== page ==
12

As with many other cases in statistics, the goal of finding a single test to replace one's judgement is a bad one. There are several sources of information you can and should use while deciding: the theoretical expectation of the distribution, prior empirical work on the topic, the properties of the data (e.g. is it truncated or zero-inflated?), and the ...


10

Another great answer from @mkt on this forum. Here are a few more pointers you might find useful. GLMs include some widely used types of regression models: Binary Logistic Regression Models; Binomial Logistic Regression Models; Multinomial Logistic Regression Models; Ordinal Logistic Regression Models; Poisson Regression Models; Beta Regression Models; ...


5

I would generally recommend your option #4, collapsing the two factors to a one-way layout that includes all of the possible combinations. That way you can fit models without (1) throwing away cases with "missing" data or (2) running into rank-deficiency problems. You can still estimate all the things you want (e.g. difference between W and WO for ...


5

1) You do not need the raw data to be normally distributed. It's only the residuals that need to be. 2) Removing 'outliers' is generally a bad idea unless you have very good reason to believe that those data points are invalid for some reason, such as instrument failure. 3) If the residual distribution is actually a problem, you can still avoid log ...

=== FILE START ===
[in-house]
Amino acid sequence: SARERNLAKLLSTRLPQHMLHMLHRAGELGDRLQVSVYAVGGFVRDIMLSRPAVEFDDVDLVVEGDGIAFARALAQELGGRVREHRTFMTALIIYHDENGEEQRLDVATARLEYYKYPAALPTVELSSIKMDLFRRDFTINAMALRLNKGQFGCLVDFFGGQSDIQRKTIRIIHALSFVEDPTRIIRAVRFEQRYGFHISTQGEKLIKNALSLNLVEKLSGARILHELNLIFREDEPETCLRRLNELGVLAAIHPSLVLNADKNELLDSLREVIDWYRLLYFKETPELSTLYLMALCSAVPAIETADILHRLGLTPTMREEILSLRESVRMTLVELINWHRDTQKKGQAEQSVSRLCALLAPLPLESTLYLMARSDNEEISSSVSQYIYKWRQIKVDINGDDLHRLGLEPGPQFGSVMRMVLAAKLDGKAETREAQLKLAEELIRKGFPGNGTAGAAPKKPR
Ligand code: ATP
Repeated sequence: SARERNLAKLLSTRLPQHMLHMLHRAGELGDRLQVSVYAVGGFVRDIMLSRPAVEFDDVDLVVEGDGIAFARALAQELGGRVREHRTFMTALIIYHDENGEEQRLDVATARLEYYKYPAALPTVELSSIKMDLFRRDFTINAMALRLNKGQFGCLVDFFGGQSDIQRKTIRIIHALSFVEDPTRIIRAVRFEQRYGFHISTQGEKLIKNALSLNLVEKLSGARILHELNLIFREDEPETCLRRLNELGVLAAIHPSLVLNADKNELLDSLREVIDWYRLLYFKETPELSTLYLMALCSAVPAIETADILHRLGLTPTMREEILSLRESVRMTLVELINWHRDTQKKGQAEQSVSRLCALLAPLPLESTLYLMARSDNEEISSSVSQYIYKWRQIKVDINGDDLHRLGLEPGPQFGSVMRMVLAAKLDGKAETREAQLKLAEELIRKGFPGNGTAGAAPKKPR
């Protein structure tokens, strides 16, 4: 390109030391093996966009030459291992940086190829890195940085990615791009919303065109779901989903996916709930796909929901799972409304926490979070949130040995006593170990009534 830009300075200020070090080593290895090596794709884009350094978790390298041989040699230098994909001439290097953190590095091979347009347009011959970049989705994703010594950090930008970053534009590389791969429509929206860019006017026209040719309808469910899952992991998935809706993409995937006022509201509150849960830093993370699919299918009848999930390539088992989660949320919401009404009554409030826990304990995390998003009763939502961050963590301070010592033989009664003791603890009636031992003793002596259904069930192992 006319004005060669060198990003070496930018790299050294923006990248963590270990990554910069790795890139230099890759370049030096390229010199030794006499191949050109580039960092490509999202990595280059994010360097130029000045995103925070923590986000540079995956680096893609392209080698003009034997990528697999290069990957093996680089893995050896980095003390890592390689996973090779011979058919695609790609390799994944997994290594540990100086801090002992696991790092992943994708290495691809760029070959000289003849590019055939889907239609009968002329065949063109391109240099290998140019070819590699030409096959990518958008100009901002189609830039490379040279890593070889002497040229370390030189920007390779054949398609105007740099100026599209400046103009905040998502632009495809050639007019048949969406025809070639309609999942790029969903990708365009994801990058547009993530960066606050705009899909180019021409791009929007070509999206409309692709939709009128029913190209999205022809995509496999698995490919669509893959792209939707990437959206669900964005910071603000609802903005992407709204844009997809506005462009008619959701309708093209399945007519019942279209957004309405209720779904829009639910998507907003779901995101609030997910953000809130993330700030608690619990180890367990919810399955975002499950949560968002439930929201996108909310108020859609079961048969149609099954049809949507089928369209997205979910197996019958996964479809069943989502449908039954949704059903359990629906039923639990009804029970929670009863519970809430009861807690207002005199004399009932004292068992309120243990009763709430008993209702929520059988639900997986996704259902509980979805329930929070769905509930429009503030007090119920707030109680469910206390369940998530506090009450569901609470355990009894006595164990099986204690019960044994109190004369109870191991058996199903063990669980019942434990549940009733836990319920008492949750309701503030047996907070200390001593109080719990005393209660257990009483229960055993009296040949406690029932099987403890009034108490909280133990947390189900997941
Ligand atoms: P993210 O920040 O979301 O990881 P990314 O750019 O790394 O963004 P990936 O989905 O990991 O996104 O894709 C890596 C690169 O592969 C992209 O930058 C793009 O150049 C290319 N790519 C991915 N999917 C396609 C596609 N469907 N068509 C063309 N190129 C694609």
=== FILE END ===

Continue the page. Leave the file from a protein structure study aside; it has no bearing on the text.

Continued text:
4

This was a reply to @Victor's comment on @mkt's answer, but it grew rather large, and I suppose it answers the question. The point of using a GLM is to allow different error distributions than Gaussian. Is the data generating process continuous, with a central tendency and can it take on both positive and negative values? Then a regular LM is a decent ...


4

In the following linked paper you have a detailed answer: in short, MLE will try to set the estimated coefficients to +/inf, as explained at pag.340-341 of this paper that is a very good suggested reading. If you need practical remedies, and examples/solutions to be implemented in R consider also this answer in addition to the previous text. And this ...


3

As Isabella Ghement also mentioned in her comments, it seems that you have a count variable. Hence, you could instead try fitting a Poisson or negative binomial mixed effects model. Both typically specify a log link function, resulting in the same type of model for the mean as the one you specify with the Gamma mixed model. In some implementations, such as ...


3

A famous adage states that sample size is where you randomize. It seems that you have randomly assigned (?) 4 plants to treatment and 5 plants to control. So even if you go for the suggested Wilcoxon's rank sum test on the differences, you would have a fairly low overall sample size of 9 plants. Additionally, it it usually the case that nonparametric ...


2